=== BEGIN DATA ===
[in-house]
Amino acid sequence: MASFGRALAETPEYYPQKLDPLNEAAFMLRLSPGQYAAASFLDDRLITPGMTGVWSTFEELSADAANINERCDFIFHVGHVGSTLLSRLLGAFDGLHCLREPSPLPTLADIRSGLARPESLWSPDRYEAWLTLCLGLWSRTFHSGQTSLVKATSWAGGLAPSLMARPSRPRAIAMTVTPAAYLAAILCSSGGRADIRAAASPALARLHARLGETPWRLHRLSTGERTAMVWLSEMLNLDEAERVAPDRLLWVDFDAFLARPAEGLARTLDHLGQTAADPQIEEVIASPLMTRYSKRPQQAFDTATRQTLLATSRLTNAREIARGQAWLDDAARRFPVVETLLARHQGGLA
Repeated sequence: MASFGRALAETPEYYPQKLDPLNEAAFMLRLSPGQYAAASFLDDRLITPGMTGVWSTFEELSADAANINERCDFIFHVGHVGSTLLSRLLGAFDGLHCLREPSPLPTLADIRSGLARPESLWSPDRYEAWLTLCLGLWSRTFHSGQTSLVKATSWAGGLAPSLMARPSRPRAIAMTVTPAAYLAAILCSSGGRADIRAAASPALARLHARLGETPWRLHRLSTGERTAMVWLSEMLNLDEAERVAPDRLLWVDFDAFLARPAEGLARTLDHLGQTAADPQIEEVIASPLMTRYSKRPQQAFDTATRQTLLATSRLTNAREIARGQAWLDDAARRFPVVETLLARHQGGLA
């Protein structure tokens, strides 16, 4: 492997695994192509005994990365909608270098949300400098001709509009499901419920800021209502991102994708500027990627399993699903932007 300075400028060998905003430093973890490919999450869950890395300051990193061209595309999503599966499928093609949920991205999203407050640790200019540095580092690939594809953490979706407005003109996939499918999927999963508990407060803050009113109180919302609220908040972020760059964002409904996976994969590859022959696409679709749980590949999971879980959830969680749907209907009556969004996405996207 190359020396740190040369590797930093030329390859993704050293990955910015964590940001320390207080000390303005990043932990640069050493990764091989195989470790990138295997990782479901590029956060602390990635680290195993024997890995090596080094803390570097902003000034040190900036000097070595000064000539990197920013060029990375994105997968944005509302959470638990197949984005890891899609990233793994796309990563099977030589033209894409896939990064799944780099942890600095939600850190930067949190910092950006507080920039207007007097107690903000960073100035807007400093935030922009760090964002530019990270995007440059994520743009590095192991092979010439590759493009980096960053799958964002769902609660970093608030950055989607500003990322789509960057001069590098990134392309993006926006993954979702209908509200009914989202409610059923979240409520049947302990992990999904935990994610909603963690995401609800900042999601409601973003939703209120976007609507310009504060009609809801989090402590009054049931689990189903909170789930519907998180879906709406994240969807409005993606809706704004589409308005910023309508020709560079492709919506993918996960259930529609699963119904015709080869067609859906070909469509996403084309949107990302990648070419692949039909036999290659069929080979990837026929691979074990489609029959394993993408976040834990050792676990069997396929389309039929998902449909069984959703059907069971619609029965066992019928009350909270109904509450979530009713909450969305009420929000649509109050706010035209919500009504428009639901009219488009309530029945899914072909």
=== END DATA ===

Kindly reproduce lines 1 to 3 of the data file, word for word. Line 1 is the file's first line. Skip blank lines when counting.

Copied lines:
[in-house]
Amino acid sequence: MASFGRALAETPEYYPQKLDPLNEAAFMLRLSPGQYAAASFLDDRLITPGMTGVWSTFEELSADAANINERCDFIFHVGHVGSTLLSRLLGAFDGLHCLREPSPLPTLADIRSGLARPESLWSPDRYEAWLTLCLGLWSRTFHSGQTSLVKATSWAGGLAPSLMARPSRPRAIAMTVTPAAYLAAILCSSGGRADIRAAASPALARLHARLGETPWRLHRLSTGERTAMVWLSEMLNLDEAERVAPDRLLWVDFDAFLARPAEGLARTLDHLGQTAADPQIEEVIASPLMTRYSKRPQQAFDTATRQTLLATSRLTNAREIARGQAWLDDAARRFPVVETLLARHQGGLA
Repeated sequence: MASFGRALAETPEYYPQKLDPLNEAAFMLRLSPGQYAAASFLDDRLITPGMTGVWSTFEELSADAANINERCDFIFHVGHVGSTLLSRLLGAFDGLHCLREPSPLPTLADIRSGLARPESLWSPDRYEAWLTLCLGLWSRTFHSGQTSLVKATSWAGGLAPSLMARPSRPRAIAMTVTPAAYLAAILCSSGGRADIRAAASPALARLHARLGETPWRLHRLSTGERTAMVWLSEMLNLDEAERVAPDRLLWVDFDAFLARPAEGLARTLDHLGQTAADPQIEEVIASPLMTRYSKRPQQAFDTATRQTLLATSRLTNAREIARGQAWLDDAARRFPVVETLLARHQGGLA